• Pregnancy intention also affects postpartum depression, with more mothers who are “unsure” about pregnancy more likely to experience PPD than those who decidedly were or were not intending to get pregnant.

Other risk factors include:

  • Partner relationship stress
  • Traumatic or emotional stress during pregnancy
  • Financial stress during pregnancy
  • Tobacco use during pregnancy
  • Delivery of low birthweight infant
  • Not breastfeeding, or discontinuing breastfeeding before 6 months

Postpartum Depression Treatment Statistics

  • On average, only 50% of US moms seek treatmentfor postpartum depression
  • Postpartum depression is most often treated with a combination of medication and counseling.
  • The most common barriers to treatment are:
    • Cost
    • Transportation
    • Child care needs
    • Stigma
  • The overall success rate for treating postpartum depression is over 80%

When Postpartum Depression is Not Treated

  • Suicide is the#2 cause of mortality for postpartum women, with 20% of deaths caused by suicide.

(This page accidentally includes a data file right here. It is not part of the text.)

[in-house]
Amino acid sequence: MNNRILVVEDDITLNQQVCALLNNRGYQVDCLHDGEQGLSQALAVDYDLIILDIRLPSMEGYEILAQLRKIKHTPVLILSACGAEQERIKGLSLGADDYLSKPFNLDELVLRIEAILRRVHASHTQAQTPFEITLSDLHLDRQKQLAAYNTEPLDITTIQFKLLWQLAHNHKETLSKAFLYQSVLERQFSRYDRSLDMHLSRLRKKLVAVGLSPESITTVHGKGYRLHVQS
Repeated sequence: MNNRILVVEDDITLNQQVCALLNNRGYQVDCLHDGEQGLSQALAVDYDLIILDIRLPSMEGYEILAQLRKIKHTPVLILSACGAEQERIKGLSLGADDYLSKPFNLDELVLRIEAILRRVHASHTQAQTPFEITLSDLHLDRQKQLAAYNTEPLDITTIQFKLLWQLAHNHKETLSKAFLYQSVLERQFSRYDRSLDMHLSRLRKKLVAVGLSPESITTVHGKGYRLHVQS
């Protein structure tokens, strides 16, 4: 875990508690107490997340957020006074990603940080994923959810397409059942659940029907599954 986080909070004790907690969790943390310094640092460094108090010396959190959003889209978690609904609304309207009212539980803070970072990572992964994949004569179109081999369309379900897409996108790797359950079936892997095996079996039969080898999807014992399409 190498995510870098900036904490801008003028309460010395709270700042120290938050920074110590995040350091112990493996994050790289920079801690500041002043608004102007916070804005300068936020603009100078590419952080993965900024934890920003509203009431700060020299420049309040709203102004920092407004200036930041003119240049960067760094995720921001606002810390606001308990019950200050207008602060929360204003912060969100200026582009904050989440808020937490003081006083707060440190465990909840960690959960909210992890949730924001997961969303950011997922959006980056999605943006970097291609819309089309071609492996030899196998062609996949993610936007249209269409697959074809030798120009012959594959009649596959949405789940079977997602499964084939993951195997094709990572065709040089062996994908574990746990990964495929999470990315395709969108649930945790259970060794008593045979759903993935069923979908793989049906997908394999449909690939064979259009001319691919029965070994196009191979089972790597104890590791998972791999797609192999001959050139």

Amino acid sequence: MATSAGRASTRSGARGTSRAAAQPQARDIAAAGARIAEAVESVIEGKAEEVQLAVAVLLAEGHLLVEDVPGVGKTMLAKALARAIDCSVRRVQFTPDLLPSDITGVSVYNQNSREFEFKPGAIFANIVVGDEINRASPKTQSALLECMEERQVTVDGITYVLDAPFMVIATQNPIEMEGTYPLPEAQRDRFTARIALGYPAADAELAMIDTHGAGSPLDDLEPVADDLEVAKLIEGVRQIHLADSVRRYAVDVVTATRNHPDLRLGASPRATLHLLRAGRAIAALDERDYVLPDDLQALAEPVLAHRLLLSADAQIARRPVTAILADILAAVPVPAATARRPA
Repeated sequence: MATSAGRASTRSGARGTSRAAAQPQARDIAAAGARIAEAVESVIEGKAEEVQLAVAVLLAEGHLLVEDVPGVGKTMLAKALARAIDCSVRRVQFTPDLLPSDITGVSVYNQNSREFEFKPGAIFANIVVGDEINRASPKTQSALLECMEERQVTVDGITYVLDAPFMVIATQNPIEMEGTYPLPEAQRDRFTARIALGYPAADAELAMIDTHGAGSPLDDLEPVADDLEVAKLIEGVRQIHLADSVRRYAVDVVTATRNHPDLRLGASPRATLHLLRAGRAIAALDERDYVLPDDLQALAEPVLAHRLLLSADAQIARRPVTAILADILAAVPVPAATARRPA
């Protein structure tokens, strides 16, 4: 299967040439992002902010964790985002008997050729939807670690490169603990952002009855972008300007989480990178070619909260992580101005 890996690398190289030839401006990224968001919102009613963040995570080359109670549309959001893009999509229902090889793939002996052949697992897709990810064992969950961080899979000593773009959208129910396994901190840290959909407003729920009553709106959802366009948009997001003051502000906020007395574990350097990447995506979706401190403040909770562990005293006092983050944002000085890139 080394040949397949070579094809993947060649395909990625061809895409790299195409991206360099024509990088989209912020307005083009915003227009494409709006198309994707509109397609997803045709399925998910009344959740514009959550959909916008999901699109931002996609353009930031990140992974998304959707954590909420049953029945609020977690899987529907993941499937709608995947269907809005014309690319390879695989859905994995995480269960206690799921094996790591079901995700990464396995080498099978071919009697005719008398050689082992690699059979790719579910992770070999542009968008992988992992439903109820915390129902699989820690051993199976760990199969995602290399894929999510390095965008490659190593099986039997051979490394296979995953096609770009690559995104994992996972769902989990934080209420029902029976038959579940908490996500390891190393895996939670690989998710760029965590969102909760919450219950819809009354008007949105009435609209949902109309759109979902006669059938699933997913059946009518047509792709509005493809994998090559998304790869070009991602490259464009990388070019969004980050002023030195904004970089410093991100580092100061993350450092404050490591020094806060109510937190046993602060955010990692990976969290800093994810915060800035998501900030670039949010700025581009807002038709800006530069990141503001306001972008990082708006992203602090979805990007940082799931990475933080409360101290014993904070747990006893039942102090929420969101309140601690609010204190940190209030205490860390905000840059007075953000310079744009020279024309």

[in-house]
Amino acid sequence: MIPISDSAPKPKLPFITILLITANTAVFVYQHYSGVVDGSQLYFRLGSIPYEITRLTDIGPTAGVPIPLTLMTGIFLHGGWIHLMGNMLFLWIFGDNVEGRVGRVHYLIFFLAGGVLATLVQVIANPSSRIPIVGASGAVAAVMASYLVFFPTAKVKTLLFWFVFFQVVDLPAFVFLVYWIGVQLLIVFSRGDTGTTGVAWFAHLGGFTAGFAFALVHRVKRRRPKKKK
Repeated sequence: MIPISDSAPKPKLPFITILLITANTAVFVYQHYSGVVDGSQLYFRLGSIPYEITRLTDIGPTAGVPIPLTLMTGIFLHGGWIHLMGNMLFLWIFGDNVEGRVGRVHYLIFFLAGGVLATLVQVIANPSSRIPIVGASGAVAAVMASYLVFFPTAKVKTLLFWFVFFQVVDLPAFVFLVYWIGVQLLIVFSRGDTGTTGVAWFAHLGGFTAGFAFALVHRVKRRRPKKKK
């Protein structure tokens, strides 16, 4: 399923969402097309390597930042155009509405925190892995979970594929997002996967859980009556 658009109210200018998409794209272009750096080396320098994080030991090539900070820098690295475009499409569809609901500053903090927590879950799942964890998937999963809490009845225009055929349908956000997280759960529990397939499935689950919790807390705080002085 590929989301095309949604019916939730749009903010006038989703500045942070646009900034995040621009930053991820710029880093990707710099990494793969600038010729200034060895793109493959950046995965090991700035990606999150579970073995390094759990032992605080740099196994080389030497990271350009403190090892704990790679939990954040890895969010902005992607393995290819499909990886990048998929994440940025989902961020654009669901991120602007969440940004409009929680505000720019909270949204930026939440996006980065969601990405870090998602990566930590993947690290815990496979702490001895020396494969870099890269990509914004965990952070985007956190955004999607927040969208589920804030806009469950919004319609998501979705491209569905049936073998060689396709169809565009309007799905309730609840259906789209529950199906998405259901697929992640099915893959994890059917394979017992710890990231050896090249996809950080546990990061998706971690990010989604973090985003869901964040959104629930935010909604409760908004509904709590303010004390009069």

• 20% of moms still experience symptoms 1 year after childbirth.
  • Children exposed to maternal depression are at higher risk of
    • Delayed cognitive and language development
    • Mental health problems
    • Suboptimal physical growth
    • Interpersonal, neuroendocrine, and behavioral problems

Utah Mother Postpartum Depression Statistics

Utah mothers are more likely to suffer from postpartum depression, and less likely to seek help:

  • 8% of Utah moms were diagnosed with postpartum depression in 2017.
  • That’s 3% higher than the national average.
  • There were about 51,500 births in Utah last year, which means there were at least 8137 Utah mothersin 2017 alone who began suffering from postpartum depression.